Good morning Michael, so -- and thank you for your question. That will give me an opportunity to clarify. So the securitization legislation didn't impact our financial plan outlook in 2021 to 2024. So the passage of the law didn't impact the growth rate that we teed up in our objectives during that time period. It has been a long-term objective and we view it as a pretty important enabler beyond that forecast period. So passage of law in both states, we think is going to be a helpful enabler as we work the plan over the coming decades. Now we've published our Integrated Resource Plan. And in that, you'll see that the phasing and pacing of coal retirements is one that is relatively -- it's done on a relatively steady basis as opposed to accelerated over a near-term time frame.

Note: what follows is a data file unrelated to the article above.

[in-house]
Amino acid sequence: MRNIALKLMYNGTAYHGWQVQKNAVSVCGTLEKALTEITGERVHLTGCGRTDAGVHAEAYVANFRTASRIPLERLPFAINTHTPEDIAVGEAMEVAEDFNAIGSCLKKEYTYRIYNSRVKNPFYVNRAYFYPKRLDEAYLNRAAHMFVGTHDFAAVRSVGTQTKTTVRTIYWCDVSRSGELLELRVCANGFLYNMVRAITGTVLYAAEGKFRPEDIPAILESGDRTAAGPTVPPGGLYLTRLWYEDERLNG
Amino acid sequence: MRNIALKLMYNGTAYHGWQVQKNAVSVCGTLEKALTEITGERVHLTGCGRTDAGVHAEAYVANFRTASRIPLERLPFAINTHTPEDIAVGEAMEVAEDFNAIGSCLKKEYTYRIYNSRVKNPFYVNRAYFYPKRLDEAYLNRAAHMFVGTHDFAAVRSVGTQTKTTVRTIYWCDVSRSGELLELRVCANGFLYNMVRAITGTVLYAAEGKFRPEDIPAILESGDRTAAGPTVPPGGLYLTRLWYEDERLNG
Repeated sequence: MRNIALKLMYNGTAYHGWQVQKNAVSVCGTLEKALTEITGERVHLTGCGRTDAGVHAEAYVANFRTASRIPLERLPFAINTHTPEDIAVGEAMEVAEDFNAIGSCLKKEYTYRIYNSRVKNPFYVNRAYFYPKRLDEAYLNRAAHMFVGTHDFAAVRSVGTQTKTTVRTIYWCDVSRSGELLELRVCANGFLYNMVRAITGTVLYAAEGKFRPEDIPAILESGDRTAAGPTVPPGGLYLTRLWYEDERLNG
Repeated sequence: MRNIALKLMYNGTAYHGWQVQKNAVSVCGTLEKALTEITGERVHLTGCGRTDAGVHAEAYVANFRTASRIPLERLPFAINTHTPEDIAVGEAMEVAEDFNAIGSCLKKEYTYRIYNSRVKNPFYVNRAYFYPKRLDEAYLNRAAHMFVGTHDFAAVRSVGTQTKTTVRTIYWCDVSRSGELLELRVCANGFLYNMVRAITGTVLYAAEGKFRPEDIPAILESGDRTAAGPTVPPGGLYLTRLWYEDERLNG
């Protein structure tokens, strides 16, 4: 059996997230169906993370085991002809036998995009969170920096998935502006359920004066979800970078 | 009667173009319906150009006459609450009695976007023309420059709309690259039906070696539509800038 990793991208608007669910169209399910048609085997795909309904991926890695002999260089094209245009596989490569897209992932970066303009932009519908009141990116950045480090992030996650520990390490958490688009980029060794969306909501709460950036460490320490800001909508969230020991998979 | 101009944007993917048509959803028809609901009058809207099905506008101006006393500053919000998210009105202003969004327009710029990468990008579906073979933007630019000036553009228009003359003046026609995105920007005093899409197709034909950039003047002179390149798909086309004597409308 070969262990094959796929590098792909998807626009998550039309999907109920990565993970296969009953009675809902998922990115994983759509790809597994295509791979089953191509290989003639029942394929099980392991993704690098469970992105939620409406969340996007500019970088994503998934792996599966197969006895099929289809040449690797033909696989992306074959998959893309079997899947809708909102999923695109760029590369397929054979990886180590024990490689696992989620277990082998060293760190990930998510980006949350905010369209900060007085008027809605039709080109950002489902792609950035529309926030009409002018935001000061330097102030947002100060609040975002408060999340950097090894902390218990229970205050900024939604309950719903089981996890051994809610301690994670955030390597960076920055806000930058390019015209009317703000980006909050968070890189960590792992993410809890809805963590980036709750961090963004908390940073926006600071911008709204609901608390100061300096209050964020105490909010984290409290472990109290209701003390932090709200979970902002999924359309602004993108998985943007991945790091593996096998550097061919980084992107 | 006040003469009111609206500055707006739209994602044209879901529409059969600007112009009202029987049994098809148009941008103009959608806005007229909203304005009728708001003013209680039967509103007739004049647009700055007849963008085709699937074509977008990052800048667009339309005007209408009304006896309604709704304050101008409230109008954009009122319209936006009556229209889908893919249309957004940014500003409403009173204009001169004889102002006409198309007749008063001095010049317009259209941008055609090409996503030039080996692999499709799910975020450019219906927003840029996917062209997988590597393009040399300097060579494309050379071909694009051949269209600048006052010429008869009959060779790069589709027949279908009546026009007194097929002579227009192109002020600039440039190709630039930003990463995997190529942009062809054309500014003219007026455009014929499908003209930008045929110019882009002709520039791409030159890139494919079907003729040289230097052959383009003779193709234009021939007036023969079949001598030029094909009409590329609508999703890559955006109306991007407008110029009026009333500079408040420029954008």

We do think that the utilization of coal will increase over time, but part of the factor impacting the phasing or retirement of coal and solid fuel reflects the factors that you identified, which is making sure that we can ensure reliability, the extreme weather that we saw in February and the first rolling outages in SPP and then the extreme heat in parts of the country that we've seen. We haven't seen extreme heat in our part of the country that we have seen a couple of resource alerts in SPP so far this summer. And obviously, in other parts of the country, it has been extreme and has led to some strains on the grid, all reinforce that making sure we leave an eye on reliability is very important as you work on the -- as you think about the fleet transition, and we think securitization will help. All that said, we updated our emissions reduction targets as part of our last quarter call. As you saw, we've got a 70% reduction by 2030 objective and a net zero target by 2045. So we think we're driving to strike the right balance, and we'll constantly be looking at that to make sure that we're balancing across affordability, reliability and sustainability. Hopefully, that gets to your question.